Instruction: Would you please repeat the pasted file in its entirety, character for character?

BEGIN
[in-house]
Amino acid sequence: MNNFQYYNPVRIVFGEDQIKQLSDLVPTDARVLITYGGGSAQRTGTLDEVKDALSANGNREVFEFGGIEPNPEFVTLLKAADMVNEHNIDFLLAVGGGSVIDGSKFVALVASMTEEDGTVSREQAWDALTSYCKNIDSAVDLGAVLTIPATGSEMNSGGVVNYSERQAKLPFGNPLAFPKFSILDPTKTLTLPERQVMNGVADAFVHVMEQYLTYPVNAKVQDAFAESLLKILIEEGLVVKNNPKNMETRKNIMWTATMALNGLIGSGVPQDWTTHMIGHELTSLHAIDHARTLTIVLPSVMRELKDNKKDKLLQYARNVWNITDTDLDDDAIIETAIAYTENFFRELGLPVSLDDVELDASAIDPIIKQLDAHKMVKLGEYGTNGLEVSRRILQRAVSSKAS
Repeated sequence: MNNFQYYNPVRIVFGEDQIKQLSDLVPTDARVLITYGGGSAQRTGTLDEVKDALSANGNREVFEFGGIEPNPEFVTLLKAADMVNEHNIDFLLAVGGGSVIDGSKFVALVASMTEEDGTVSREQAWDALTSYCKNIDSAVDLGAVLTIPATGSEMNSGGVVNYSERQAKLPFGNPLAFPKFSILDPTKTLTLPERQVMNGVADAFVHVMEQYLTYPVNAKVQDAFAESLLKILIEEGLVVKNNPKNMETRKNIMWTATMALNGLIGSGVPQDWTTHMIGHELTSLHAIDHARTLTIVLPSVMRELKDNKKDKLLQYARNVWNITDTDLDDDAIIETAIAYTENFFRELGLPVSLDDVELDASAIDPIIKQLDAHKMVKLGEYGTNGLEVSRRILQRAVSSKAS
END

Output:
[in-house]
Amino acid sequence: MNNFQYYNPVRIVFGEDQIKQLSDLVPTDARVLITYGGGSAQRTGTLDEVKDALSANGNREVFEFGGIEPNPEFVTLLKAADMVNEHNIDFLLAVGGGSVIDGSKFVALVASMTEEDGTVSREQAWDALTSYCKNIDSAVDLGAVLTIPATGSEMNSGGVVNYSERQAKLPFGNPLAFPKFSILDPTKTLTLPERQVMNGVADAFVHVMEQYLTYPVNAKVQDAFAESLLKILIEEGLVVKNNPKNMETRKNIMWTATMALNGLIGSGVPQDWTTHMIGHELTSLHAIDHARTLTIVLPSVMRELKDNKKDKLLQYARNVWNITDTDLDDDAIIETAIAYTENFFRELGLPVSLDDVELDASAIDPIIKQLDAHKMVKLGEYGTNGLEVSRRILQRAVSSKAS
Repeated sequence: MNNFQYYNPVRIVFGEDQIKQLSDLVPTDARVLITYGGGSAQRTGTLDEVKDALSANGNREVFEFGGIEPNPEFVTLLKAADMVNEHNIDFLLAVGGGSVIDGSKFVALVASMTEEDGTVSREQAWDALTSYCKNIDSAVDLGAVLTIPATGSEMNSGGVVNYSERQAKLPFGNPLAFPKFSILDPTKTLTLPERQVMNGVADAFVHVMEQYLTYPVNAKVQDAFAESLLKILIEEGLVVKNNPKNMETRKNIMWTATMALNGLIGSGVPQDWTTHMIGHELTSLHAIDHARTLTIVLPSVMRELKDNKKDKLLQYARNVWNITDTDLDDDAIIETAIAYTENFFRELGLPVSLDDVELDASAIDPIIKQLDAHKMVKLGEYGTNGLEVSRRILQRAVSSKAS